My gratitude for a lifetime of service Jewel Thais-Williams being honored with square at The Catch

Jewel Thais-Williams will be honored at 3 p.m., Saturday, Oct. 5 when City Council President Herb Wesson officially dedicates the ‘JEWEL THAIS-WILLIAMS SQUARE’ at the former Jewel’s Catch One, 4067 W. Pico Blvd. (at Norton Avenue, three blocks east of Crenshaw Blvd.) for her many years of service to underserved communities. This event is free and open to the public.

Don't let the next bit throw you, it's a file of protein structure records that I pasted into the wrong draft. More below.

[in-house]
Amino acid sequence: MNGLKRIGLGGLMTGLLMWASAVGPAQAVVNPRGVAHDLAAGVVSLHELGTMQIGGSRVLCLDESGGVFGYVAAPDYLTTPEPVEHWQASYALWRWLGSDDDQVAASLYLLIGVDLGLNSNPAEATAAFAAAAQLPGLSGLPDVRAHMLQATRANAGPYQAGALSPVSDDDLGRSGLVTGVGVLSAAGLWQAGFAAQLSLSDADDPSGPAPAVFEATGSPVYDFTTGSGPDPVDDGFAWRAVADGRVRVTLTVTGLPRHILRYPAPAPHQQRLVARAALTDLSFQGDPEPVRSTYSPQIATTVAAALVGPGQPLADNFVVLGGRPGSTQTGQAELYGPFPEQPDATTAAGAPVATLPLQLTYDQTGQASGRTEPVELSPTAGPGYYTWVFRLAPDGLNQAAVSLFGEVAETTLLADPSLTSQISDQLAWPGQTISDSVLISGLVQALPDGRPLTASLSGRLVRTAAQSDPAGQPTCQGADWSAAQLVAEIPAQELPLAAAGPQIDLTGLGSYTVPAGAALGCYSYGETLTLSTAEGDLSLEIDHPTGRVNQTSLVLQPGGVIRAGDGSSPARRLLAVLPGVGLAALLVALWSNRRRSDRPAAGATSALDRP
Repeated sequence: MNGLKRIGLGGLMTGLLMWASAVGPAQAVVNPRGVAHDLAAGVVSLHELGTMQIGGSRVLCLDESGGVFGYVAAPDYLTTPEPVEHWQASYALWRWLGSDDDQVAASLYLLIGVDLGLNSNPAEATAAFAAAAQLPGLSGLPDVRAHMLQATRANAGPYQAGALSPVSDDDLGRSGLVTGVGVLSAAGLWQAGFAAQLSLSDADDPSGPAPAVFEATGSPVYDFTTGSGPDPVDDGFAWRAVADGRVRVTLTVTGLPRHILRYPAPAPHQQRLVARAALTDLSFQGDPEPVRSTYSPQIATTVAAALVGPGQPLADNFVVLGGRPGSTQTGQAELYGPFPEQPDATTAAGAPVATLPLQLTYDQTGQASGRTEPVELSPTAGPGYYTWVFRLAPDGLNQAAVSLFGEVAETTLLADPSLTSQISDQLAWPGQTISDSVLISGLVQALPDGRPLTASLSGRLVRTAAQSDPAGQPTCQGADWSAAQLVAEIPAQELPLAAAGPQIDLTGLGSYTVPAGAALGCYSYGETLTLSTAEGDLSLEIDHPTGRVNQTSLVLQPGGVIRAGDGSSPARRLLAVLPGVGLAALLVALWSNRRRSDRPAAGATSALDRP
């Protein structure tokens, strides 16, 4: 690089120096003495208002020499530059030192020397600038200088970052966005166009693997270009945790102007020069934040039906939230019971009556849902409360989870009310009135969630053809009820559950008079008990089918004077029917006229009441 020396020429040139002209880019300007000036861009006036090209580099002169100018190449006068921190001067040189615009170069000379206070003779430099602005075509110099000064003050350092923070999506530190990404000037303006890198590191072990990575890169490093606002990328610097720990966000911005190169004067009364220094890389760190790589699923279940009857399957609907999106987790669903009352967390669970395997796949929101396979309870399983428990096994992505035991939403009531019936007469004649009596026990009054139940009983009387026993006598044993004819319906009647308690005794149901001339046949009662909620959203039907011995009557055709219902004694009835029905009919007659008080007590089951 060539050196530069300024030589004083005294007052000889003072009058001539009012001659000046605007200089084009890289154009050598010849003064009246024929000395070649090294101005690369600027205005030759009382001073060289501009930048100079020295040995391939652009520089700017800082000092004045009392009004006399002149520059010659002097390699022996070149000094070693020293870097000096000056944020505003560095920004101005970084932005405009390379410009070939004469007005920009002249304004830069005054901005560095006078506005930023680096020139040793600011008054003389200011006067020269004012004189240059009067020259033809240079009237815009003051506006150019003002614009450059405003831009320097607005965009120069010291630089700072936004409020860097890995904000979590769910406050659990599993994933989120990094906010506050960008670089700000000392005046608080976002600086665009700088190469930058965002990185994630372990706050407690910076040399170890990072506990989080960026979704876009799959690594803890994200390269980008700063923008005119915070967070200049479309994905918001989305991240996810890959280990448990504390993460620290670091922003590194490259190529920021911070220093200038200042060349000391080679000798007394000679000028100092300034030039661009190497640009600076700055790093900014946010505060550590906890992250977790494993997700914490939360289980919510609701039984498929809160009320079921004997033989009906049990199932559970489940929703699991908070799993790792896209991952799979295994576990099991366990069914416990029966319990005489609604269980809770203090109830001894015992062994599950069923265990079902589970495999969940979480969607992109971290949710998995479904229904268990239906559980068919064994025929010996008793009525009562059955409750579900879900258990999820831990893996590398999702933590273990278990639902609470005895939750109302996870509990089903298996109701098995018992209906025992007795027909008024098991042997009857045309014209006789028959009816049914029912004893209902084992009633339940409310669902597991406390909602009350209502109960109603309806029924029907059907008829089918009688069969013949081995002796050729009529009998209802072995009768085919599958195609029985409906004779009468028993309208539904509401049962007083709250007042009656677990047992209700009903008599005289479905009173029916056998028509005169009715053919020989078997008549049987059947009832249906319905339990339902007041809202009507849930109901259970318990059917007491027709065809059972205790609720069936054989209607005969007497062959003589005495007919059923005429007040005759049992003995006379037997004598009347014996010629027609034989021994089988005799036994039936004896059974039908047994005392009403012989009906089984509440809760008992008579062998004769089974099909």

The desire and ability to give is a gift. This gift is not given to everyone. And many who are called upon to serve do not answer the call. I am grateful that I was a chosen servant and thankful that there were many hearts and souls that chose to take this journey with me. My lifetime of service was motivated as a young child. One of seven children who grew up with very little, I watched my hard-working parents share the little we had with neighbors, family, friends and even strangers. It was a time in life where neighbors and neighborhoods were different. We shared with and looked out for each other. As a result of growing up in that type of caring environment I knew early on that acquiring a family of like-minded folk was something that would keep me going through the adversities of my internal crises – being Black, female, lesbian and the dreaded ‘darker skinned child’ – and all that